Autonomous vehicle operator Cruise has been forced to halve its fleet of self-driving ‘robotaxis’ after just one week in operation, after two “concerning incidents” in San Francisco validated critics’ concerns that the vehicles pose an unacceptable risk to public safety.
Ordered by the California Department of Motor Vehicles (DMV), the reduction – which will limit the company to 50 driverless vehicles during the day and 150 at night – comes after a passenger was taken to hospital when a Cruise robotaxi collided with an emergency vehicle that was approaching an intersection with sirens blaring.
The autonomous vehicle (AV) was progressing through a green light and detected the sound of the siren – but couldn’t stop quickly enough to avoid the oncoming emergency vehicle, which had run a red light and crossed to the other side of the road on its way to an urgent call.
It was an irregularity too complex for the car to deal with, Cruise San Francisco market general manager Greg Dietrerich said in a statement, pointing out that occlusion by buildings made it hard for the car to see the emergency vehicle around a corner.
“There are many aspects that looked typical from the AV’s perspective and several factors that added complexity to this specific incident,” he said.
Although Cruise vehicles have successfully navigated more than 168,000 “interactions” with emergency vehicles this year, “we realise that we’ll always encounter challenging situations,” Dietrerich said, “which is why continuous improvement is central to our work.”
Another collision, on the same night, saw an empty Cruise car hit another vehicle in the city – the second of what the DMV termed “concerning incidents” as it launched a formal investigation to determine whether the vehicles pose “an unreasonable risk to public safety”.
Questions about autonomous vehicles’ true road toll
The incidents come just a week after Cruise, along with Google-backed competitor Waymo, were granted permission to carry passengers nearly anywhere in the city at any time – and were almost immediately caught blocking roads and causing traffic chaos.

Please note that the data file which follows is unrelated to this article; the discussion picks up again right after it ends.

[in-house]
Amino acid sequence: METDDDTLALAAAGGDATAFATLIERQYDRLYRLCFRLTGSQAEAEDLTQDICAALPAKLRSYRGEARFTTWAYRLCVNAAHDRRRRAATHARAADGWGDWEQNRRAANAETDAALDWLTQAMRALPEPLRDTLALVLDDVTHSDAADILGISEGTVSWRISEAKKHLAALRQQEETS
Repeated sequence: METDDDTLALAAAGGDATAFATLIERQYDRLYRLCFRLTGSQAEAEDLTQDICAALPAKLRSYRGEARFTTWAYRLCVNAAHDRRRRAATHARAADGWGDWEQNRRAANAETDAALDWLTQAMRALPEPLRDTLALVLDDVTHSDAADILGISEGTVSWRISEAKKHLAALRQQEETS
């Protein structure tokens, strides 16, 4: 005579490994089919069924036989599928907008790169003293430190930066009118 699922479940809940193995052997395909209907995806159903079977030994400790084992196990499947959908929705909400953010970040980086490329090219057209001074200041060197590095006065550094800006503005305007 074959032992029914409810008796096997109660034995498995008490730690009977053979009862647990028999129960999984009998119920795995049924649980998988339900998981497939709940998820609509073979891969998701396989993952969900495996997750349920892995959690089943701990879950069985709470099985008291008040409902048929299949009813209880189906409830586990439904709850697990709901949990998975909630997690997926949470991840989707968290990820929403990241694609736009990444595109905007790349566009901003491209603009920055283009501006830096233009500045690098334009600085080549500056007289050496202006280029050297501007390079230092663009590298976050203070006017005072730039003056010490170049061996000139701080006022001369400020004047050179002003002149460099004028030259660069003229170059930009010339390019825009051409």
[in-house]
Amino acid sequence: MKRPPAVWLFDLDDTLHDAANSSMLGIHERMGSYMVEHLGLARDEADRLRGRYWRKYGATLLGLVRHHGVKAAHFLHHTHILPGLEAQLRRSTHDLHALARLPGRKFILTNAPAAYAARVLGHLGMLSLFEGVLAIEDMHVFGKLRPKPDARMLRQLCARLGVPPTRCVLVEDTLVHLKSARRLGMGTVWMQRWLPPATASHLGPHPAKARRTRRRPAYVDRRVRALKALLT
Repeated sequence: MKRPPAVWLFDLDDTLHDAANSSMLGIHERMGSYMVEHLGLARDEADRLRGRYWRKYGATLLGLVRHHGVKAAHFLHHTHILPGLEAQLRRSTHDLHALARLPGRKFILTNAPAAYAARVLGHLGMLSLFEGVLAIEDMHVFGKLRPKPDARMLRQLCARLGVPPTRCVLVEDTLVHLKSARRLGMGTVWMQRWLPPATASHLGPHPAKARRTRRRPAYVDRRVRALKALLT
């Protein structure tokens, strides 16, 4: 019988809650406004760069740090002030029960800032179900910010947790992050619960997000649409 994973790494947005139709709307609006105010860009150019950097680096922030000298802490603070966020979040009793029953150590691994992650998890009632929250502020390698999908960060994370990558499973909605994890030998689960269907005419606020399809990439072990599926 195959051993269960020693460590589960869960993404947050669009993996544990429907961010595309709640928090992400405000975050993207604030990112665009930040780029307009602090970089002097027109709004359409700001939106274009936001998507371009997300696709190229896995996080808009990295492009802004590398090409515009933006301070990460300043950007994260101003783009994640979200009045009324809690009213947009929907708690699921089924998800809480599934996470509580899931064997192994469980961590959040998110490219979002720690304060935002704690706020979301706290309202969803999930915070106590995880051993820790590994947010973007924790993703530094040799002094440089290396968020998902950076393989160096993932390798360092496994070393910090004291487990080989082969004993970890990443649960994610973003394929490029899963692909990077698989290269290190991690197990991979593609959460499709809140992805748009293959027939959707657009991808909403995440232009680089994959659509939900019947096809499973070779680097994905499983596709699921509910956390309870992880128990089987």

It was a problematic start for self-driving taxis that have already caused ongoing friction with safe streets activists and emergency services crews, who have found themselves negotiating with – and even damaging – vehicles that had been unable to navigate changed conditions during firefighting incidents.
Even as Cruise winds back its operations to address safety concerns, newly reported statistics suggest that autonomous vehicles are regularly involved in collisions with other vehicles.
California’s DMV has recorded 637 reports of collisions involving AVs, including more than 90 incidents this year alone – 36 of which involved Waymo cars and 32 Cruise vehicles.
Two incidents involved self-driving test vehicles owned by Apple – whose AV ambitions have been closely followed for years – but these were relatively minor, with one car grazing the kerb while the other saw the test car rear-ended.
By contrast, recent reports revealed that Tesla’s Full Self Driving (FSD) capability has been linked to 736 crashes and 17 fatalities.
The figures have been publicised since regulators last year ordered AV operators to report on serious AV crashes – something Waymo sued regulators, with some success, in an attempt to stop – and overall show that AVs are statistically safer than cars driven by humans.
Autonomous technologies, “if done right, hold great promise to improve roadway safety,” safety body the NHTSA said last year in kicking off its latest data collection policies – what it calls “a first step toward… a more data-driven approach to ensuring that AV technology is deployed safely.”
Data is already illuminating the cause of many incidents, with “sensing and perceiving” errors – due to driver distraction, impeded visibility and failing to respond to hazards – causing 23 per cent of reported crashes involving AVs, according to one Insurance Institute for Highway Safety analysis.
Accident waiting to happen
New RMIT University research examined the effect of distraction on drivers’ ability to take control of an automated vehicle in an emergency situation.
Testing the idea that AVs will allow passengers to rest, work, or just scroll on their phones while the car does the hard work, researchers found that “all of these tasks worsened the takeover and led to a period of poorer driving,” lead study author Dr Neng Zhang said, noting that inexperienced drivers responded “more slowly and less effectively”.
The longer participants had been resting or playing, the slower they were to react.
“As soon as something unexpected happens, such as a child running across the road, we need to be able to use our full cognitive abilities to assess the situation and take appropriate action,” said co-author RMIT University Professor Stephen Robinson.
“Takeover requests in automated vehicles occur when the onboard computer lacks the capacity to deal with changed or complex driving conditions. Such conditions are potentially dangerous and require the driver to focus quickly and act decisively to keep our roads safe.”